Q: If you can, get into why that mechanism has been preferred over the other mechanism that's been provided through Ukraine? Is it, like, a specific reason?

MS. SINGH: It's just different country, different mechanisms, different relationships that we have with each country. Again, Israel had at the -- before October 7th, a very capable, professional military. Ukraine was -- is building up to being a -- a very capable fighting force in their, you know, counter-offensive and since they were attacked in February of -- almost two years ago, but they needed -- Ukraine needed the support to build up their military that Israel, you know, already had.

So again, the funding mechanisms and how we're supplying aid, it's -- it's two different countries, two different wars, and -- and again, you know, two different areas of responsibility. So it's -- it's a little different.

Q: Just one last one.

MS. SINGH: Sure.

Q: I haven't heard any figure. Do you think we're going to be able to, you know, find out how much military assistance has been provided to Israel?

MS. SINGH: Yes, it's something that we are -- we are of course -- I know Gen. Ryder spoke to this -- it's something that we're working towards. I just don't have that right here at this moment.

Q: Thank you.

MS. SINGH: Yes, Joseph?

Q: ... one more on the MQ-9?

MS. SINGH: Sure.

Q: The Houthis said that it was above Yemen territory. So can you -- (inaudible) said that it was in international airspace.


Q: Does the U.S. still stand by that?

MS. SINGH: Yes, the MQ-9 was operating in international airspace when it was shot down.

Q: And can you explain why the U.S. didn't try to recover any of the remnants?

MS. SINGH: I believe it just wasn't going to be salvageable at that point. We know that the Houthis did make an attempt to try and salvage some of the remnants and they also were not successful. So it just wasn't salvageable at that point.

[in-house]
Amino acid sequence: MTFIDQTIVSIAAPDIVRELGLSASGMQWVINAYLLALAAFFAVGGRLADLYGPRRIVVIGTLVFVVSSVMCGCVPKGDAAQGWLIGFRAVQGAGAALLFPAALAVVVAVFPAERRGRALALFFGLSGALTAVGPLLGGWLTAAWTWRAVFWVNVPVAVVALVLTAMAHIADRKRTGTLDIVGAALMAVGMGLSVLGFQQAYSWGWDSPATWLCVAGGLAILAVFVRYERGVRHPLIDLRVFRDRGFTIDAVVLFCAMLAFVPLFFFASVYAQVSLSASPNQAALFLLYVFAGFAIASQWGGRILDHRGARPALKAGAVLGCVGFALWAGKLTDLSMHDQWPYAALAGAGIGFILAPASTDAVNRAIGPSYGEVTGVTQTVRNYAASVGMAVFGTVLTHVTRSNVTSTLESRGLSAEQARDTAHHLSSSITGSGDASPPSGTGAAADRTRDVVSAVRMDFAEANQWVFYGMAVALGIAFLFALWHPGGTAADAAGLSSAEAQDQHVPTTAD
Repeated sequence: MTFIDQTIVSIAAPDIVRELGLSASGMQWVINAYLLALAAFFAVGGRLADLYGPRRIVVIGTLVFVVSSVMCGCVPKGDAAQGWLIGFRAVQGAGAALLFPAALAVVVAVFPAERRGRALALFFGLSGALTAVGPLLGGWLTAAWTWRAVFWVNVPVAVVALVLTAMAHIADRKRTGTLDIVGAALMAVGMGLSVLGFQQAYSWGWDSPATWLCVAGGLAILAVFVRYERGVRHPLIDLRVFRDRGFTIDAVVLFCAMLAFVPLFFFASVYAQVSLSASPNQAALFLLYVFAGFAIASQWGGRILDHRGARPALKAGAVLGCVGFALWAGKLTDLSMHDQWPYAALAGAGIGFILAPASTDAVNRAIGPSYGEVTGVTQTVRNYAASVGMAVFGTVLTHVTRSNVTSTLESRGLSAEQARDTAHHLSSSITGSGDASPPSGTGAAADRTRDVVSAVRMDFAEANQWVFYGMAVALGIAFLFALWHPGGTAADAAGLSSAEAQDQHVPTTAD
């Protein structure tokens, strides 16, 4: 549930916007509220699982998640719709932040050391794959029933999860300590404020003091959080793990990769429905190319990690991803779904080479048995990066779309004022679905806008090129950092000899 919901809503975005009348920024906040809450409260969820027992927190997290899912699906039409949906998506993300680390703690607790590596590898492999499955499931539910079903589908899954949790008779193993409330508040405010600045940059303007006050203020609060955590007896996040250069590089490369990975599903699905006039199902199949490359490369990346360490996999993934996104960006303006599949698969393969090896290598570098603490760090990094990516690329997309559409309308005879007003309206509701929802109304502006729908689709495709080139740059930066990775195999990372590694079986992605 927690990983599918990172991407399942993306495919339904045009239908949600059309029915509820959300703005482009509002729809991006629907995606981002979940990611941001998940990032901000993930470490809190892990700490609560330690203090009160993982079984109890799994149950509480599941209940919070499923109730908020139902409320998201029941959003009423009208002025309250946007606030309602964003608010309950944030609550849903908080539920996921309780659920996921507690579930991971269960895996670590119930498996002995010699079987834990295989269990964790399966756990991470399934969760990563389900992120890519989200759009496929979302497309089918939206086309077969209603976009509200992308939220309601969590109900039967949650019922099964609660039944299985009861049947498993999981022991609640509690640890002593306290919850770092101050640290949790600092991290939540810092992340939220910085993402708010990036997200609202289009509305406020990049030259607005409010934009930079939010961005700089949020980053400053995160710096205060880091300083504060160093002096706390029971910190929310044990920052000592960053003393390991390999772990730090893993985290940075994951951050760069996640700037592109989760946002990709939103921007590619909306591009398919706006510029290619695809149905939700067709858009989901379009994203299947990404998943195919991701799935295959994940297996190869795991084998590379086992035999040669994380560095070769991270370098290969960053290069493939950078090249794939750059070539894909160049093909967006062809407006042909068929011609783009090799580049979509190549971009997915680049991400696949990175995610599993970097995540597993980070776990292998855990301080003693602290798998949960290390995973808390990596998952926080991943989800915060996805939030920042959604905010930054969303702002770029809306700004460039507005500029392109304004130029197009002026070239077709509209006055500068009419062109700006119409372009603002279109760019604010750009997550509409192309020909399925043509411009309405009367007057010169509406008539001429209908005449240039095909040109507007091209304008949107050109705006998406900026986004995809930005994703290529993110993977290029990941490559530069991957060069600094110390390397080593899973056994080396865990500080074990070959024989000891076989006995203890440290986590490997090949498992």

Q: One other one ... 

MS. SINGH: Sure.

Q: ... on military assistance to Israel. We've seen the targeting of civilians and journalists in Gaza that -- that has -- that was ... 


MS. SINGH: ... that's quite a ringtone.



Q: It's – it’s also expanded beyond those borders. Yesterday, there was a -- a group of Lebanese journalists targeted in the southern part of that country.


Q: The reporter said that they had coordinated that trip with the Lebanese Armed Forces and a UN Peacekeeping Force in Lebanon. So -- and this came about a month after a Reuters journalist was killed. They also say that was done by -- as a result of an Israeli strike. So what -- what's the Pentagon doing to ensure or push the Israeli military on this aid that it's providing to make sure that it's not targeting civilians, and specifically journalists?

MS. SINGH: Well, we certainly -- I mean, we've -- I think you asked me this last time, and I'll reiterate that we believe that freedom of the press and protection of innocent civilians is incredibly important during this time, incredibly important when people are on the ground in Gaza reporting on what's happening on the ground. 

And then as you mentioned, I -- I think it was -- you referenced Lebanon, where some of these journals -- journalists were stationed. Again, you know, we are going to continue to urge for Israel to continue to uphold the laws of armed conflict, humanitarian laws.

And again, we know that this is an incredible, I don't know, "burden's" not the right word, but toll that it takes for journalists to cover these -- what's happening on the ground, and it's incredibly important that their safety is protected.

Yes, in the back.

Q: Yes, so a two-part question. The president said yesterday that hospitals in Gaza must be protected. Is the U.S. telling Israel not to attack hospitals, or to shift away in its operating at these sites? And then second, do you have any conclusive intelligence that these hospitals are legitimate military targets?

MS. SINGH: So we've been very clear with -- I think you've seen in the readouts that the secretary has had with Minister Gallant, that we believe that the protection of innocent civilians is, of course, not only a priority, but it must be upheld. And so you've seen in our readouts time and time again that is something that the secretary continues to emphasize with Minister Gallant in all of his calls, and you've seen that from -- from the -- not just this department, but across this administration.

I think what Jake Sullivan said yesterday is exactly what we keep reiterating to our Israeli counterparts, is that we don't want to see a firefight in a hospital. We absolutely believe that hospitals should be places where people seeking medical treatment and attention need to be, and those places should be protected.